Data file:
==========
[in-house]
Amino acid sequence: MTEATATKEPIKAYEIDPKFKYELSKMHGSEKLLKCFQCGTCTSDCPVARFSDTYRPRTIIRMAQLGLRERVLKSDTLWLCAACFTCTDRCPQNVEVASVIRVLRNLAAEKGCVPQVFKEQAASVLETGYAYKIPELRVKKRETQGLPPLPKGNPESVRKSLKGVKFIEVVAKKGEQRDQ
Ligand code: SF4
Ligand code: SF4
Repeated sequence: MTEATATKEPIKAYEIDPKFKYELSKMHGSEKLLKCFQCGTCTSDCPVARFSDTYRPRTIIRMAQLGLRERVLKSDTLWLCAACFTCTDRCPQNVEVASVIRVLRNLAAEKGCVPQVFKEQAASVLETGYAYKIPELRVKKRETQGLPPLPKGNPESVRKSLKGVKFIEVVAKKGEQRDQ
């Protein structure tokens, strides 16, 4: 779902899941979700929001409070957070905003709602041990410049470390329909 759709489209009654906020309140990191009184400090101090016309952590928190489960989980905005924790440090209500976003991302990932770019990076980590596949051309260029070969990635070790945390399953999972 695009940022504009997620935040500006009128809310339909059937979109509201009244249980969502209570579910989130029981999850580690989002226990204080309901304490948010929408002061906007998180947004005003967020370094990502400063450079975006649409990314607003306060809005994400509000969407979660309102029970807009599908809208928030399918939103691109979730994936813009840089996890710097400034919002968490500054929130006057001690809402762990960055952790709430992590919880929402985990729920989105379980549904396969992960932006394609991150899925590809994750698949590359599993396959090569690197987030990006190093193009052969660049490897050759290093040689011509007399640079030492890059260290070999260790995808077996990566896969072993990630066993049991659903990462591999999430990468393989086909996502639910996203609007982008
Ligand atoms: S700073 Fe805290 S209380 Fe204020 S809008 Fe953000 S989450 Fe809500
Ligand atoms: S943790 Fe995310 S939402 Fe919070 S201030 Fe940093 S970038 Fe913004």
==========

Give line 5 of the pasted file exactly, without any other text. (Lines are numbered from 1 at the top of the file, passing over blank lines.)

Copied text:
Repeated sequence: MTEATATKEPIKAYEIDPKFKYELSKMHGSEKLLKCFQCGTCTSDCPVARFSDTYRPRTIIRMAQLGLRERVLKSDTLWLCAACFTCTDRCPQNVEVASVIRVLRNLAAEKGCVPQVFKEQAASVLETGYAYKIPELRVKKRETQGLPPLPKGNPESVRKSLKGVKFIEVVAKKGEQRDQ